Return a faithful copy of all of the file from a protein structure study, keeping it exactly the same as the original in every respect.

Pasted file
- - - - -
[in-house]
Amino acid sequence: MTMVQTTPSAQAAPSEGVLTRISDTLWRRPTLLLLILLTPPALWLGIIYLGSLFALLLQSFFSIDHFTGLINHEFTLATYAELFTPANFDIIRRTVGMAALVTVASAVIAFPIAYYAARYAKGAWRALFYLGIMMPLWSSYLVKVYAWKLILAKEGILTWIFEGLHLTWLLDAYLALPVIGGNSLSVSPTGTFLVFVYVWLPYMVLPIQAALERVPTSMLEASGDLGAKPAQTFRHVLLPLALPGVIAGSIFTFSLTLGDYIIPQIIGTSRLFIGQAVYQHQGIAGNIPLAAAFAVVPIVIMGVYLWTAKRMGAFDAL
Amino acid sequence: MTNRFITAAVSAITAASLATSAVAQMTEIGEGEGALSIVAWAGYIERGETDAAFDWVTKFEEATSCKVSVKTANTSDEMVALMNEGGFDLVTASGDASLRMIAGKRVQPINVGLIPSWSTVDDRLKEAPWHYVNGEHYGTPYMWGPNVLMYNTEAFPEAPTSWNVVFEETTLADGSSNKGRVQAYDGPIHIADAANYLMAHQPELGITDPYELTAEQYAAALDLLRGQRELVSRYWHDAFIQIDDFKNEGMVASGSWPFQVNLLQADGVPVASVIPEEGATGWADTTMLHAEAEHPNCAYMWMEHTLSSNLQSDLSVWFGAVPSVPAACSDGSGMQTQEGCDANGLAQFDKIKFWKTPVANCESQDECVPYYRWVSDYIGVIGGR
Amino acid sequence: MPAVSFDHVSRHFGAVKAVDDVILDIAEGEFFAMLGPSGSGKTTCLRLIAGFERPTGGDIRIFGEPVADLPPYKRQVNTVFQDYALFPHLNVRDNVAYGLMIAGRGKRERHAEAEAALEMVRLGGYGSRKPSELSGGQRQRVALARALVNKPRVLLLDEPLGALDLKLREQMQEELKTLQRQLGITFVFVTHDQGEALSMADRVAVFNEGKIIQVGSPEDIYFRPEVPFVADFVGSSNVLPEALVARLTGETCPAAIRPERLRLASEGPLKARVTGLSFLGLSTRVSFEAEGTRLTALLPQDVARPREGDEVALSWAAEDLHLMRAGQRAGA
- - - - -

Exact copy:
[in-house]
Amino acid sequence: MTMVQTTPSAQAAPSEGVLTRISDTLWRRPTLLLLILLTPPALWLGIIYLGSLFALLLQSFFSIDHFTGLINHEFTLATYAELFTPANFDIIRRTVGMAALVTVASAVIAFPIAYYAARYAKGAWRALFYLGIMMPLWSSYLVKVYAWKLILAKEGILTWIFEGLHLTWLLDAYLALPVIGGNSLSVSPTGTFLVFVYVWLPYMVLPIQAALERVPTSMLEASGDLGAKPAQTFRHVLLPLALPGVIAGSIFTFSLTLGDYIIPQIIGTSRLFIGQAVYQHQGIAGNIPLAAAFAVVPIVIMGVYLWTAKRMGAFDAL
Amino acid sequence: MTNRFITAAVSAITAASLATSAVAQMTEIGEGEGALSIVAWAGYIERGETDAAFDWVTKFEEATSCKVSVKTANTSDEMVALMNEGGFDLVTASGDASLRMIAGKRVQPINVGLIPSWSTVDDRLKEAPWHYVNGEHYGTPYMWGPNVLMYNTEAFPEAPTSWNVVFEETTLADGSSNKGRVQAYDGPIHIADAANYLMAHQPELGITDPYELTAEQYAAALDLLRGQRELVSRYWHDAFIQIDDFKNEGMVASGSWPFQVNLLQADGVPVASVIPEEGATGWADTTMLHAEAEHPNCAYMWMEHTLSSNLQSDLSVWFGAVPSVPAACSDGSGMQTQEGCDANGLAQFDKIKFWKTPVANCESQDECVPYYRWVSDYIGVIGGR
Amino acid sequence: MPAVSFDHVSRHFGAVKAVDDVILDIAEGEFFAMLGPSGSGKTTCLRLIAGFERPTGGDIRIFGEPVADLPPYKRQVNTVFQDYALFPHLNVRDNVAYGLMIAGRGKRERHAEAEAALEMVRLGGYGSRKPSELSGGQRQRVALARALVNKPRVLLLDEPLGALDLKLREQMQEELKTLQRQLGITFVFVTHDQGEALSMADRVAVFNEGKIIQVGSPEDIYFRPEVPFVADFVGSSNVLPEALVARLTGETCPAAIRPERLRLASEGPLKARVTGLSFLGLSTRVSFEAEGTRLTALLPQDVARPREGDEVALSWAAEDLHLMRAGQRAGA